Keys to Wisdom
Once, a man living secluded in the forest had been a monk. He left the monastery, seeking a higher calling. The reason? Penance, contrition, forgiveness – all extolled – in a place that locked its doors! Such contrary notions, acceptance and exclusion, left a bad taste in his mouth. So he left the monastery and threw away the keys, leaving them buried deep in the forest. Subsequently, he attained a deep wisdom.
The forest sage was approached by a fool one day as he was sitting on a rock, meditating. The fool was astounded by the calm tranquility in the man’s gaze and his beatific face. He said, “How have you found peace? Are we not lowly servants of the one god, and, as such, are we not meant to suffer?”
The sage smiled. “True,” he said. “Yet, go no further!”
The fool was confused by his words. He went away muttering, saying, “What a fool. He realizes peace not out of wisdom but out of stupidity.”
The next day, the sage was gone. The wandering fool observed, wryly, “Hm. Blown away like the fall leaves, I suppose. A tree without roots…hah!” Just then, the sage appeared. His expression was changed, his eyes, burning, like two hot coals. He said nothing, but pointed towards the monastery. The fool was frightened.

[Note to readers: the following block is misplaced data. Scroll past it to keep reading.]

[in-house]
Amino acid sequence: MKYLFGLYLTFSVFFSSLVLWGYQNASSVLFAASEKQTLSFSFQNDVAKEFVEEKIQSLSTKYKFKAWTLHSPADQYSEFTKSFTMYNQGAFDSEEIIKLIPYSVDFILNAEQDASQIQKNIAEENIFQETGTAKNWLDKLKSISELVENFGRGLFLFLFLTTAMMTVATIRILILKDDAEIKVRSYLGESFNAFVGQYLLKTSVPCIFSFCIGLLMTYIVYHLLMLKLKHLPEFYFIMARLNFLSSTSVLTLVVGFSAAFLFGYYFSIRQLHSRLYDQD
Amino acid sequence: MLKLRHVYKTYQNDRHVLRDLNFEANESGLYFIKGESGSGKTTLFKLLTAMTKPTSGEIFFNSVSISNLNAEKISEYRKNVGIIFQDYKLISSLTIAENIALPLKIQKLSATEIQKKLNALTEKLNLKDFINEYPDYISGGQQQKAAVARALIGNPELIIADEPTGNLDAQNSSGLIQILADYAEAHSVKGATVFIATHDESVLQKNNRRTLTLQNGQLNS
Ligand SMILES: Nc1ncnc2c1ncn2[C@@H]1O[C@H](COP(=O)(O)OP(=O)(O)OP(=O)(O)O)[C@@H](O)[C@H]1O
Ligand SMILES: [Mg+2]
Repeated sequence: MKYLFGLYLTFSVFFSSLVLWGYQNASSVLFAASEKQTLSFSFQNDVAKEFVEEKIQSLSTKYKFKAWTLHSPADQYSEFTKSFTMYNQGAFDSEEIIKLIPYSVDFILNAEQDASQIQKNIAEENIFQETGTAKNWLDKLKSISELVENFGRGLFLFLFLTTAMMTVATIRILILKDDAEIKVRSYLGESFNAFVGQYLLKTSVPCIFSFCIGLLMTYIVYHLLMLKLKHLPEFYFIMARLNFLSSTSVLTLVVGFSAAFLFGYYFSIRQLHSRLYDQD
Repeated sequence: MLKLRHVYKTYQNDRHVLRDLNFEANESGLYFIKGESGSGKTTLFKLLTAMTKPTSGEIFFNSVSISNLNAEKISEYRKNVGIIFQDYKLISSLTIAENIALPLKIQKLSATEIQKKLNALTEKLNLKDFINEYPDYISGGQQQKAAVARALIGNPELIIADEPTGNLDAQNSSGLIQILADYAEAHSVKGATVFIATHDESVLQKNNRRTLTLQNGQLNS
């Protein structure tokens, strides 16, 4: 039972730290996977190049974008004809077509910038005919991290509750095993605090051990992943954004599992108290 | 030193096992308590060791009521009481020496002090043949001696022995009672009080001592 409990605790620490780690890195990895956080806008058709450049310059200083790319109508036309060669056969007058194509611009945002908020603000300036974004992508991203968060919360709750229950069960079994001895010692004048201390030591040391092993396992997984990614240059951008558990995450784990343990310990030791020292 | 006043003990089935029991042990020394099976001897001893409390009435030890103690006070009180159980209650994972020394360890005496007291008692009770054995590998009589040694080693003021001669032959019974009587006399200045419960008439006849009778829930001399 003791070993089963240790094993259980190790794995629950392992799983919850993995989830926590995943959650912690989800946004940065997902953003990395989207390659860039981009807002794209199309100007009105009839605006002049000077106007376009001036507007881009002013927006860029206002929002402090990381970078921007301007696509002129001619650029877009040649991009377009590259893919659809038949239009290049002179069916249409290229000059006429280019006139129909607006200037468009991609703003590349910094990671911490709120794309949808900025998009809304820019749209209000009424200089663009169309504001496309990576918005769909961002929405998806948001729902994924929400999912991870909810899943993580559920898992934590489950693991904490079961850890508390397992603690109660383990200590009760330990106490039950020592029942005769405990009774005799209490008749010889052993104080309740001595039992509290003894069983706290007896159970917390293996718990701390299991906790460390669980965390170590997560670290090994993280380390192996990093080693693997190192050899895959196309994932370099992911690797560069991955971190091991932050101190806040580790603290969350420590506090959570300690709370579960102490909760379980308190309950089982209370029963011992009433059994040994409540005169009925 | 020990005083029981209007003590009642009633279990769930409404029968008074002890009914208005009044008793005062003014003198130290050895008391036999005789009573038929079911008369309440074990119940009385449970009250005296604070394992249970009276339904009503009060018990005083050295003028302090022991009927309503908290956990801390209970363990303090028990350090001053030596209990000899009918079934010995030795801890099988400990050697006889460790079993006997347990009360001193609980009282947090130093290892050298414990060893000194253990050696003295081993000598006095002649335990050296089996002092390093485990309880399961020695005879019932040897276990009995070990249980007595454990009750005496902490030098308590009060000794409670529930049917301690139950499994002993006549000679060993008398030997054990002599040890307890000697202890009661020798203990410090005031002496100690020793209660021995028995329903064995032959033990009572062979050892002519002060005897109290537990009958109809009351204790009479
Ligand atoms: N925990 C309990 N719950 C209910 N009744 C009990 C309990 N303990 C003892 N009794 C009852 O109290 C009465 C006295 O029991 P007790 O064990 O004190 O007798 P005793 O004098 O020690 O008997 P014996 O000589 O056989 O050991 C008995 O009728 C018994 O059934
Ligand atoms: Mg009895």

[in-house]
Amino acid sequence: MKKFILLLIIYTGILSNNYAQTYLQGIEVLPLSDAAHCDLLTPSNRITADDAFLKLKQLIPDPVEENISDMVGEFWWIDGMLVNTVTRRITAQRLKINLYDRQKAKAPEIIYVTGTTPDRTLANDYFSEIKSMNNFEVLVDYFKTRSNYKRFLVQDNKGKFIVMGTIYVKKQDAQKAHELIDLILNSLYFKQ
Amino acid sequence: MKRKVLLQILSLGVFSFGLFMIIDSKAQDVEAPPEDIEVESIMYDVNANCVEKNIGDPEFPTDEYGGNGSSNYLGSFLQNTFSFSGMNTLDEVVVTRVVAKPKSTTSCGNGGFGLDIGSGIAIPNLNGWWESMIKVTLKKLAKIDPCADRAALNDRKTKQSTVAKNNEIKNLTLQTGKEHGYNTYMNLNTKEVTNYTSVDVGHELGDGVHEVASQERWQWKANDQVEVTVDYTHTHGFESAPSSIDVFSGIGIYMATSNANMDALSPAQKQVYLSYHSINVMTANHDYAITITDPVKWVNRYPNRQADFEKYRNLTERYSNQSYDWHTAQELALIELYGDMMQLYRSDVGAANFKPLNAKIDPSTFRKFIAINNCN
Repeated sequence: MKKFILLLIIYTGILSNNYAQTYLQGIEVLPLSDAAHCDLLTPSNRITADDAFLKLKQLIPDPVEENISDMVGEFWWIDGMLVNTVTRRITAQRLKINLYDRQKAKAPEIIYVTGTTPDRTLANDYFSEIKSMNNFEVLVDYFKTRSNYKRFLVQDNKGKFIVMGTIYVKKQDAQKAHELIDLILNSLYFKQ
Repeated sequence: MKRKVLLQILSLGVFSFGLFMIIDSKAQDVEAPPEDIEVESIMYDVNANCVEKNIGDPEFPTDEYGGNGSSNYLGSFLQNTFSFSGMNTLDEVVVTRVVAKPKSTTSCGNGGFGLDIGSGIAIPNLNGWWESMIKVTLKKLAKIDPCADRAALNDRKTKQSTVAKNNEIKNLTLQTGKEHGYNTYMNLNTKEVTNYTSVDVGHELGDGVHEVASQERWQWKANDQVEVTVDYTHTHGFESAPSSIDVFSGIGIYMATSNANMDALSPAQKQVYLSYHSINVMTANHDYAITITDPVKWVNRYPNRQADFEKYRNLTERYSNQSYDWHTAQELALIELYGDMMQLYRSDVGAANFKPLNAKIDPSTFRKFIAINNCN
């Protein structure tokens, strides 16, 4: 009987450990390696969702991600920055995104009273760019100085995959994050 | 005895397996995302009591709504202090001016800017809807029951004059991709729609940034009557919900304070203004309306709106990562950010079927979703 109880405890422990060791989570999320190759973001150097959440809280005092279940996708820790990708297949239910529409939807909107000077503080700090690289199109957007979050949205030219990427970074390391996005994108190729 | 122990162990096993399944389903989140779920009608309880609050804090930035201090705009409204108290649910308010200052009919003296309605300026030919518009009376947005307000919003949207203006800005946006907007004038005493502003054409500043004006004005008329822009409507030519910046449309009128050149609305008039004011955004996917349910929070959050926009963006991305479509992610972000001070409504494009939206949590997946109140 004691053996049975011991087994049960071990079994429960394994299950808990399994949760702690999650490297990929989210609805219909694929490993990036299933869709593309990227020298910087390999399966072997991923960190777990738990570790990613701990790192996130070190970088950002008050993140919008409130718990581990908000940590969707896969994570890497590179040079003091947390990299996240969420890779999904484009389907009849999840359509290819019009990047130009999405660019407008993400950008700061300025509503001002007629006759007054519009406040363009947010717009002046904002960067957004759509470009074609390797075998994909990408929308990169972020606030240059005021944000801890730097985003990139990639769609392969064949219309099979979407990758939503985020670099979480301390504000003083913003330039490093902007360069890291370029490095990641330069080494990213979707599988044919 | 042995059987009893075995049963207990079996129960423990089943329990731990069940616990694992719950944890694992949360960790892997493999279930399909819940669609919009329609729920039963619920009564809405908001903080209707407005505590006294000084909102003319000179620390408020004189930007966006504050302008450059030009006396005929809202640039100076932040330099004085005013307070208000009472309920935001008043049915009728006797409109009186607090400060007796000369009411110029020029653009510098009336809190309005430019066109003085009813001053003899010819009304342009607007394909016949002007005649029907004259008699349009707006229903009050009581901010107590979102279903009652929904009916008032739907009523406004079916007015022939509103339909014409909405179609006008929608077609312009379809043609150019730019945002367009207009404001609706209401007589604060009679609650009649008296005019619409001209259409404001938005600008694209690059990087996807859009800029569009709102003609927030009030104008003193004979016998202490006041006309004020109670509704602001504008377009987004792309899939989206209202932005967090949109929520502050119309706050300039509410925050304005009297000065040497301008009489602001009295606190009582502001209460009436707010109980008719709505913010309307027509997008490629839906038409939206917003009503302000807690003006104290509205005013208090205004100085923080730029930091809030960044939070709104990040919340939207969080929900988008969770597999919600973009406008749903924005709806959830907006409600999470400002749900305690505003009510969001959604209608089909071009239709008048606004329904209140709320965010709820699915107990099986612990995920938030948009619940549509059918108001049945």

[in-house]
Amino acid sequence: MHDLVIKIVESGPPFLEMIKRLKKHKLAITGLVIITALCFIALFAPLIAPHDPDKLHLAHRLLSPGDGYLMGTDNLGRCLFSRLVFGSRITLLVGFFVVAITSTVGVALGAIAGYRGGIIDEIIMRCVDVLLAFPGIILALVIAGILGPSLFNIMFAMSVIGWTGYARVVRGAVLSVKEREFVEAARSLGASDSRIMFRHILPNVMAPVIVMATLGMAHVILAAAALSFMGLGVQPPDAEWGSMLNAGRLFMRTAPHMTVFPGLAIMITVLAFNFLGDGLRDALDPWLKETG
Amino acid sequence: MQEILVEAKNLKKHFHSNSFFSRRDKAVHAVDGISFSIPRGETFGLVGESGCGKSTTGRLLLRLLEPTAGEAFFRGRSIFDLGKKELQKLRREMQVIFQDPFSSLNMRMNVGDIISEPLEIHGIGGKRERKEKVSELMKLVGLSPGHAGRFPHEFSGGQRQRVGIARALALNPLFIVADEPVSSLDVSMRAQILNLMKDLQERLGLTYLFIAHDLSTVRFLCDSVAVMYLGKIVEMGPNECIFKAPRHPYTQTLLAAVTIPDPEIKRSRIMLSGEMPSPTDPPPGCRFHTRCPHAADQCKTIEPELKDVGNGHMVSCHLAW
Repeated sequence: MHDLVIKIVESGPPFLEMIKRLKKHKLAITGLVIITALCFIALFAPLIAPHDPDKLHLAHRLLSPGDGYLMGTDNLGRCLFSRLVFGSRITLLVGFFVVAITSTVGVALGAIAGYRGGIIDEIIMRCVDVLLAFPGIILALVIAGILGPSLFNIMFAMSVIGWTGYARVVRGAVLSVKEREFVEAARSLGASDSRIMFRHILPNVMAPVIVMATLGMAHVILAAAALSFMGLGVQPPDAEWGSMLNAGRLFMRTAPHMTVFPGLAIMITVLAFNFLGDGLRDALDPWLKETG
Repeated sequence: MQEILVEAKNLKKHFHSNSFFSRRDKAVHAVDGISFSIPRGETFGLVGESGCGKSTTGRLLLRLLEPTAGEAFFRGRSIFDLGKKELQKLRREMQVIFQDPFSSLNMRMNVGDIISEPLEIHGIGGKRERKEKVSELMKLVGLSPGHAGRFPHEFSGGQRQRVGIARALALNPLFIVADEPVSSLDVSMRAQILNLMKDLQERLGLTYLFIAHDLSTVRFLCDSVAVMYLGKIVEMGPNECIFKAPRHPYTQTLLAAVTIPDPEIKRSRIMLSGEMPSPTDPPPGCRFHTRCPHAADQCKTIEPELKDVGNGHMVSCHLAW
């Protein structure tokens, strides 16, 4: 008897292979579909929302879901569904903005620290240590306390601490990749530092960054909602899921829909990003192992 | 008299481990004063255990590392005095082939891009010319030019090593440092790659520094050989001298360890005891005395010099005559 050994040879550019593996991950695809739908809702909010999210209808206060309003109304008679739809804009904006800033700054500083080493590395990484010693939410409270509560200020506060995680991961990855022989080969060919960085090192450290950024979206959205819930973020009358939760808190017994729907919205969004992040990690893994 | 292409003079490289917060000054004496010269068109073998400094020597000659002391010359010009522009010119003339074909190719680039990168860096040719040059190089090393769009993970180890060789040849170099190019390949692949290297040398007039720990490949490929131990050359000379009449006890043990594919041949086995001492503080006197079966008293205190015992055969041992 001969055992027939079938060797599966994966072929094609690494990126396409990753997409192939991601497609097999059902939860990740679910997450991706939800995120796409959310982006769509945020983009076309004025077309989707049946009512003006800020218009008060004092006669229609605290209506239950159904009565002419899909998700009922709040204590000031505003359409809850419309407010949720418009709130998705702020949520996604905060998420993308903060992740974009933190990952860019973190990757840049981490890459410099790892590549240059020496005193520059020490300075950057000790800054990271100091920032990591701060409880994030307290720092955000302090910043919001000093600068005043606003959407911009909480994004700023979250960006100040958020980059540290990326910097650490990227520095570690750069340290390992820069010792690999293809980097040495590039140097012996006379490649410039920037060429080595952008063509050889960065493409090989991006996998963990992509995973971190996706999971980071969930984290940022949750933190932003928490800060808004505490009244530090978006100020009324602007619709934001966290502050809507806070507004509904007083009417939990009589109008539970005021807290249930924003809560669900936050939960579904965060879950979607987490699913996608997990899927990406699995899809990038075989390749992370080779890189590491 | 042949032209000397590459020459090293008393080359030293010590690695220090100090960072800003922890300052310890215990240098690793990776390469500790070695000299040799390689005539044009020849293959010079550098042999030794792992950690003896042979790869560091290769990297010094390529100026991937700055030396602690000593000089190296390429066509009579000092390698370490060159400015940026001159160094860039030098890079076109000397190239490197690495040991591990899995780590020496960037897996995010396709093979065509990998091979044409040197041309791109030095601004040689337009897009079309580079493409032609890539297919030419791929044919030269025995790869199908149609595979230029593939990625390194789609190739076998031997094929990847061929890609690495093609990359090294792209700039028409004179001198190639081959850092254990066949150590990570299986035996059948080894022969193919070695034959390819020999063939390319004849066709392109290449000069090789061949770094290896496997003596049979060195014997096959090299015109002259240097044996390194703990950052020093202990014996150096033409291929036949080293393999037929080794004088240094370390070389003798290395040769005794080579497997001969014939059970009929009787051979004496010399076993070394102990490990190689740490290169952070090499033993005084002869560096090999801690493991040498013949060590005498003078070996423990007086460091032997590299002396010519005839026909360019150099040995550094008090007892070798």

He fell to his knees. “Please, have mercy! What do I do?”
The sage continued pointing. The fool, seeing no recourse, crawled away slowly. As he reached the forest’s edge, he turned his head around. The sage was no longer stern. Instead, his expression had changed to a paternal smile. He ceased pointing, lowering his arm. Then, the former monk nodded to the poor man. Speechless, the fool got to his feet, set his gaze on the monastery, and entered. The forest sage chuckled. “Poor man,” he said amusedly.
The sage sat on his rock. His eyes went from smiling, to a pensive, downward gaze. He meditated again, this time on a single word: “monkeys.” He no longer felt angry, but contented. He had lost his hatred of the monk keys.